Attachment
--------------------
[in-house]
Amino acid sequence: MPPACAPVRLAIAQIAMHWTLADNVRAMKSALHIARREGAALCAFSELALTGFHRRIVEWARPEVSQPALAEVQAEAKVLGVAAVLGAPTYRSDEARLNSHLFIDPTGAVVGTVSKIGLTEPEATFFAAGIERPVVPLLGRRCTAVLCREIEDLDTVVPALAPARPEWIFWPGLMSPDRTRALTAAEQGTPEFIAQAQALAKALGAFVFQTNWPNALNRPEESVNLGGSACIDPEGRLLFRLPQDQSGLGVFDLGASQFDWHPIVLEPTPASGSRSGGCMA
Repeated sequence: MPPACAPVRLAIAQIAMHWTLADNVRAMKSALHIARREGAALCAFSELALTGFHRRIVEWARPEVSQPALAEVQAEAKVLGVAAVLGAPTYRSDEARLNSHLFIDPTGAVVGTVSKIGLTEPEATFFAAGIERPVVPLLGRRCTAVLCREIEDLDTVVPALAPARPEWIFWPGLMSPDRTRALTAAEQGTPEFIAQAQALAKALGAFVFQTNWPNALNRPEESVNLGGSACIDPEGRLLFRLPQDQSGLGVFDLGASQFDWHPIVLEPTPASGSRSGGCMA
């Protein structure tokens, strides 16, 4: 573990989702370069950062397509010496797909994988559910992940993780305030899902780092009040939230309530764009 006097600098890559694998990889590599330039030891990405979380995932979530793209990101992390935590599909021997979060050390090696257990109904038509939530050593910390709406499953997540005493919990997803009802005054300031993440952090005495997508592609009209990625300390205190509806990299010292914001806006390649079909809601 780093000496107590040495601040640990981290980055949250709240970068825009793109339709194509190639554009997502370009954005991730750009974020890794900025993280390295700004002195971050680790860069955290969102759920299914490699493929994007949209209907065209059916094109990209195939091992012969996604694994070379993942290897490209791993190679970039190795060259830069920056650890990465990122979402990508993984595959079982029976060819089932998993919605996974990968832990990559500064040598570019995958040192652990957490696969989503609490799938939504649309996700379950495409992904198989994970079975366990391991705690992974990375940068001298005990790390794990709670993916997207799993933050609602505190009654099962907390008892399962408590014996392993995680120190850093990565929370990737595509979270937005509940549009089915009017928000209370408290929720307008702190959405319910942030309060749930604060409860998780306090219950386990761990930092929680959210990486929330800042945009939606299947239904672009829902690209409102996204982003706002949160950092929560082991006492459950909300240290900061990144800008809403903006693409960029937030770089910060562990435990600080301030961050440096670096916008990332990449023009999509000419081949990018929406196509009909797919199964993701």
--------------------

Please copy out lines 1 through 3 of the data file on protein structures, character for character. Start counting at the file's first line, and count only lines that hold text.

[in-house]
Amino acid sequence: MPPACAPVRLAIAQIAMHWTLADNVRAMKSALHIARREGAALCAFSELALTGFHRRIVEWARPEVSQPALAEVQAEAKVLGVAAVLGAPTYRSDEARLNSHLFIDPTGAVVGTVSKIGLTEPEATFFAAGIERPVVPLLGRRCTAVLCREIEDLDTVVPALAPARPEWIFWPGLMSPDRTRALTAAEQGTPEFIAQAQALAKALGAFVFQTNWPNALNRPEESVNLGGSACIDPEGRLLFRLPQDQSGLGVFDLGASQFDWHPIVLEPTPASGSRSGGCMA
Repeated sequence: MPPACAPVRLAIAQIAMHWTLADNVRAMKSALHIARREGAALCAFSELALTGFHRRIVEWARPEVSQPALAEVQAEAKVLGVAAVLGAPTYRSDEARLNSHLFIDPTGAVVGTVSKIGLTEPEATFFAAGIERPVVPLLGRRCTAVLCREIEDLDTVVPALAPARPEWIFWPGLMSPDRTRALTAAEQGTPEFIAQAQALAKALGAFVFQTNWPNALNRPEESVNLGGSACIDPEGRLLFRLPQDQSGLGVFDLGASQFDWHPIVLEPTPASGSRSGGCMA